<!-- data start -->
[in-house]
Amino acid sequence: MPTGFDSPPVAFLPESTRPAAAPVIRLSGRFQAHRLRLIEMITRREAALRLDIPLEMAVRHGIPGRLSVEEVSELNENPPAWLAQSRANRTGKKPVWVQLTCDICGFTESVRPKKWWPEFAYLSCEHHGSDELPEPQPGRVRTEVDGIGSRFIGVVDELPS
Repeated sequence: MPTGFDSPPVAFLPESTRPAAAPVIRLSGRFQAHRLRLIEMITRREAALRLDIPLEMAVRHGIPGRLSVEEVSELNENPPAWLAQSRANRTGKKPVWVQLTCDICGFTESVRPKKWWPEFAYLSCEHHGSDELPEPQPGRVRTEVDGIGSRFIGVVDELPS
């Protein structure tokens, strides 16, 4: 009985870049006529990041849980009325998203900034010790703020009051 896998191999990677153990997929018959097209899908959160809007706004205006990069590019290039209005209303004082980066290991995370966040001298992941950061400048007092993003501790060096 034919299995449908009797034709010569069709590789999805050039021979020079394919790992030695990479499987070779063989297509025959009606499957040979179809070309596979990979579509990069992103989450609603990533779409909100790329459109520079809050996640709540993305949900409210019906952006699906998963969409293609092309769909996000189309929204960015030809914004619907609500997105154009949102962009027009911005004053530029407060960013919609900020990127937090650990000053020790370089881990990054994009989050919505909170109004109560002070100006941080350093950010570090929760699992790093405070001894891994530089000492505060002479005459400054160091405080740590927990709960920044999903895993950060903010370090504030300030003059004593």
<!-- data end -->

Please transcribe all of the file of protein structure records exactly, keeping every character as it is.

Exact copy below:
[in-house]
Amino acid sequence: MPTGFDSPPVAFLPESTRPAAAPVIRLSGRFQAHRLRLIEMITRREAALRLDIPLEMAVRHGIPGRLSVEEVSELNENPPAWLAQSRANRTGKKPVWVQLTCDICGFTESVRPKKWWPEFAYLSCEHHGSDELPEPQPGRVRTEVDGIGSRFIGVVDELPS
Repeated sequence: MPTGFDSPPVAFLPESTRPAAAPVIRLSGRFQAHRLRLIEMITRREAALRLDIPLEMAVRHGIPGRLSVEEVSELNENPPAWLAQSRANRTGKKPVWVQLTCDICGFTESVRPKKWWPEFAYLSCEHHGSDELPEPQPGRVRTEVDGIGSRFIGVVDELPS
């Protein structure tokens, strides 16, 4: 009985870049006529990041849980009325998203900034010790703020009051 896998191999990677153990997929018959097209899908959160809007706004205006990069590019290039209005209303004082980066290991995370966040001298992941950061400048007092993003501790060096 034919299995449908009797034709010569069709590789999805050039021979020079394919790992030695990479499987070779063989297509025959009606499957040979179809070309596979990979579509990069992103989450609603990533779409909100790329459109520079809050996640709540993305949900409210019906952006699906998963969409293609092309769909996000189309929204960015030809914004619907609500997105154009949102962009027009911005004053530029407060960013919609900020990127937090650990000053020790370089881990990054994009989050919505909170109004109560002070100006941080350093950010570090929760699992790093405070001894891994530089000492505060002479005459400054160091405080740590927990709960920044999903895993950060903010370090504030300030003059004593």